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Fifty Foot Hose - Cauldron CD (album) cover

CAULDRON

Fifty Foot Hose

 

Psychedelic/Space Rock

3.63 | 20 ratings

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4 stars An important historical document

Fifty Foot Hose entered the bourgening arena of psychedelic rock in its US epicentre, San Francisco, in 1967 with this debut that was mind-blowing at the time, and remains mind-blowing to this day.

The principles were already established; Louis 'Cork' Marcheschi had already attempted to lead his old R&B band, The Ethix into strange and exploratory musical directions with the bizarre 1966 single Bad Trip, which could be played at either 33 or 45 RPM, and had been recorded with each musician in different rooms playing simultaneously.

Cork, like Frank Zappa, had been influenced by the works of Edgard Varese - Cork had witnessed a performance of Varese's Poem Electronique in 1962, and it was this rather than large quantities of lysergides that influenced his musical directions. Fifty Foot Hose are often cited as being unusual among the psychedelic bands in that they weren't particularly psychedelic. Listening to the music, you could have fooled me.

The methods of producing musical sounds were certainly new to pop/rock music, and seem to have been unique to Fifty Foot Hose in 1967 - a variety of home-made synthesisers hooked up to a giant speaker, and electronically modified guitars were the core of their arsenal, for a blend of rock and electronics that predates the more famous United States of America album. The only comparative album I can think of is Pierre Henry's Messe Pour le Temps Present - which kind of comes to rock from the opposite direction, as Henry was a composer of musique concrete, an approach not dissimilar to that used by the Beach Boys in their hugely influential Pet Sounds album.

Here, though, Fifty Foot Hose were not attempting to simply create comfortable music using familiar sounds, but rather to create experimental music using experimental sounds, so that everything sounded new (and possibly uncomfortable). The record company, Limelight, however, needed something that would actually sell, so this recording remains a compromise between their wild live experimentations and the crowbarring of that into a more accessible format.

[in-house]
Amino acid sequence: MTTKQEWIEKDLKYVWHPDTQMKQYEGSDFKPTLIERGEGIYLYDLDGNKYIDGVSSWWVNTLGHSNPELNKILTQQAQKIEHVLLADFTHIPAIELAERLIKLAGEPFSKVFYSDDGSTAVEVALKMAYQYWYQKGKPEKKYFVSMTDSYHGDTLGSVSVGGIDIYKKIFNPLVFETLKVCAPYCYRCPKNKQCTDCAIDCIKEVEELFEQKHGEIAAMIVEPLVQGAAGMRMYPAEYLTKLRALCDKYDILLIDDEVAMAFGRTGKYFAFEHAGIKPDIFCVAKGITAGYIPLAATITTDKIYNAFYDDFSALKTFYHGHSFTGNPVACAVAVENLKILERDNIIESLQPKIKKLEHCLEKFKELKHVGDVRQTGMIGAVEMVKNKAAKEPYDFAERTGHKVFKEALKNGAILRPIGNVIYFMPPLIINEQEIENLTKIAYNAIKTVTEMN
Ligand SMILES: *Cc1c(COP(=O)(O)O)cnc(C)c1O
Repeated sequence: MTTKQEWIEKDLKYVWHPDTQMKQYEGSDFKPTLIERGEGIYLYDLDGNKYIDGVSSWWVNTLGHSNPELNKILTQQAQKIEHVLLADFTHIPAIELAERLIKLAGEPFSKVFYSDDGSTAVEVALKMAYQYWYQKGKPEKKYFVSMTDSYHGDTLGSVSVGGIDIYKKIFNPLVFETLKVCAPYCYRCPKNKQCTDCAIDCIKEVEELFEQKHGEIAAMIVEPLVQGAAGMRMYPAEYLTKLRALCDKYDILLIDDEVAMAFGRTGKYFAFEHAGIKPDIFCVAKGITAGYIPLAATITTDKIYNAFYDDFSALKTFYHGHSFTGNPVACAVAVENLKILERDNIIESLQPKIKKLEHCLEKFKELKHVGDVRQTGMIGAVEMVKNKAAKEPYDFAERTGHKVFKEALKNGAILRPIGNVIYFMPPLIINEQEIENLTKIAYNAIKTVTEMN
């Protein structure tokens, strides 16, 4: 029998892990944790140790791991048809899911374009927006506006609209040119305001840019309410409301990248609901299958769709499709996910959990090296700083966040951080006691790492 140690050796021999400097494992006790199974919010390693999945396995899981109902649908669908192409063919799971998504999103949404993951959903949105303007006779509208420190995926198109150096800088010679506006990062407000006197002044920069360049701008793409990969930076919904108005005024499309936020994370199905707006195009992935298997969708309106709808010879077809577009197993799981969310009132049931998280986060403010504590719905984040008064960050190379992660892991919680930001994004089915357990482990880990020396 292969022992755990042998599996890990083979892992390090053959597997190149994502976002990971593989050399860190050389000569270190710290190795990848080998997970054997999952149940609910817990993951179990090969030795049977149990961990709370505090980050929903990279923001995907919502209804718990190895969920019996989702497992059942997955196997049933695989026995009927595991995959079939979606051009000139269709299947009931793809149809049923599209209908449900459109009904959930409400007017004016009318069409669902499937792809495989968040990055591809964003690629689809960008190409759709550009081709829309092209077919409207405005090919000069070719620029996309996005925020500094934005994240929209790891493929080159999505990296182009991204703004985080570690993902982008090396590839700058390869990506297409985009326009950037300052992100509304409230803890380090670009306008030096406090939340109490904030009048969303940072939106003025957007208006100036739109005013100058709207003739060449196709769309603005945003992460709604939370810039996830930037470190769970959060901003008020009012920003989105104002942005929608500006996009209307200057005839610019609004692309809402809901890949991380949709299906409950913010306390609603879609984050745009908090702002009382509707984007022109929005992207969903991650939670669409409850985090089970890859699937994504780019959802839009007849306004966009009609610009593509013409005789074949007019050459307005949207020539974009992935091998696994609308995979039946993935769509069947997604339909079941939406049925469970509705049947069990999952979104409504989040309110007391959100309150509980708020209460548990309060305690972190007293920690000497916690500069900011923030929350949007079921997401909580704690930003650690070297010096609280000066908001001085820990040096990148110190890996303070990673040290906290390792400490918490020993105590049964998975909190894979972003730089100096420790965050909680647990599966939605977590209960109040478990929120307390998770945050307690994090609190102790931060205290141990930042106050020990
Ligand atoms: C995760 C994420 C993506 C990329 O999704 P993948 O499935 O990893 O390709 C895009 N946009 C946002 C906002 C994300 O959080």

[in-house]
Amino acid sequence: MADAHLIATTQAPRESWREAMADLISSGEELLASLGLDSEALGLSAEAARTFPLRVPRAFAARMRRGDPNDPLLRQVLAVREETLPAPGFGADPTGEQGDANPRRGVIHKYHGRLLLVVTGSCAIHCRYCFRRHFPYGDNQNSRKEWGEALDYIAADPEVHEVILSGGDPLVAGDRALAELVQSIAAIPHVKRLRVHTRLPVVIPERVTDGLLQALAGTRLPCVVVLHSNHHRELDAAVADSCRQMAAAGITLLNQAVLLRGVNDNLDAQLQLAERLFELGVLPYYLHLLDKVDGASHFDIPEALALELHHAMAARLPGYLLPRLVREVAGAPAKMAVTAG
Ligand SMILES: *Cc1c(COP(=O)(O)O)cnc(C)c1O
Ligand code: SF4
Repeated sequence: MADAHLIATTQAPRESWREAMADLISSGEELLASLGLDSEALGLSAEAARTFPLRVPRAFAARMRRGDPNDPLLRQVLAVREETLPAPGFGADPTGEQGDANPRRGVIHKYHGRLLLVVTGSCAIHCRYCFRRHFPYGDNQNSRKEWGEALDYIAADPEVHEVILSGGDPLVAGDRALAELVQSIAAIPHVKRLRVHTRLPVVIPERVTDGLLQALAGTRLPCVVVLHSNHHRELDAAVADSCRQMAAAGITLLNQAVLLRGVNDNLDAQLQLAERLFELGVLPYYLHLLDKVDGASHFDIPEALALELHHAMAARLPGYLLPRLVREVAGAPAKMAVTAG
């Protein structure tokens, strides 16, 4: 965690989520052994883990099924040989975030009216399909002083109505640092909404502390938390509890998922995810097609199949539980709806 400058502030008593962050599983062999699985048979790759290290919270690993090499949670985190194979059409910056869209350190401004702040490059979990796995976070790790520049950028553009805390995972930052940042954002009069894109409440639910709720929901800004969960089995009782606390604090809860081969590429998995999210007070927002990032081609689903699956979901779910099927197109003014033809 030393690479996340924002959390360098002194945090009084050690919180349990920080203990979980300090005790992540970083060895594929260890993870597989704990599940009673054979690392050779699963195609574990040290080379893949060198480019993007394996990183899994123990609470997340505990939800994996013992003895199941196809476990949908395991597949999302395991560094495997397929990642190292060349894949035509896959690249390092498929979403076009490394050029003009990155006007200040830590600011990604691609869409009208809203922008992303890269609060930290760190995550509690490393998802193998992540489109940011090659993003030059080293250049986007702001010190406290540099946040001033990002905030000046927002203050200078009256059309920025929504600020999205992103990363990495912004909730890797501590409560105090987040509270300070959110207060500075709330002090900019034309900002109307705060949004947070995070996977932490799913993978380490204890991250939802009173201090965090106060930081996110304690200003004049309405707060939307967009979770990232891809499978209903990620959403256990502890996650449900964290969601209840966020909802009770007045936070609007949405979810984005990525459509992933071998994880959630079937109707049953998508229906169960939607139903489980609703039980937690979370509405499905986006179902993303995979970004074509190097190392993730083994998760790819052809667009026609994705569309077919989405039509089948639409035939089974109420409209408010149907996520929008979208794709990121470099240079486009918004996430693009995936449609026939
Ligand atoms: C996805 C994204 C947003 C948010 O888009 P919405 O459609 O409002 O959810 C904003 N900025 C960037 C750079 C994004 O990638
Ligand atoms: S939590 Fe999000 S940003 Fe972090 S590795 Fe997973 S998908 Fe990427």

You could write a whole essay based on the nuggets that surround the album - so I encourage you to explore it further and dig up more fascinating gems. There are plenty.

The Music On to the music - I'll ignore the bonus material, as it comprises remixes, and Bad Trip, both at 45 and 33 RPM - spot the difference?

Red the Sign Post is probably the stand out track, not least because the riff is that used by Ritchie Blackmore for Space Truckin. More than that, it's extremely catchy, yet otherwordly and surprisingly fresh-sounding.

The album opens with deep, deep rumbling - at first, you might be tempted to think that something has gone wrong with your system - but no!

The electronics slowly take off, and the second track, If Not This Time becomes the first song proper, and extremely catchy it is, if a bit disturbing, with Nancy Blossom's Slick-lite vocals echoing continually across the stereo picture.

The music is in a kind of Jefferson Airplane on acid style, but with more bleepy and wooey noises. It reminds me a bit of White Noise's debut in terms of atmosphere - although White Noise supercharged the electronic ambience. The bridge is a wierd but short kind of off-kilter jazz-style trip. Very strange, but one of the most accessible pieces.

The next catchy track is The Things That Concern You - although I can't help cringe at the lyrics, which are very much of their time, and rather trite, the music is pretty good for early psychedelia. It's the sudden change for the bridge and burnouts, which are the really interesting bits - and make you wish that Limelight had had the guts to allow the band to just let rip, as they are much tighter than more glorified acts such as Country Joe and the Fish, whose Electric Mind for Body and Soul album, so widely hailed, pales into insignificance beside the music here.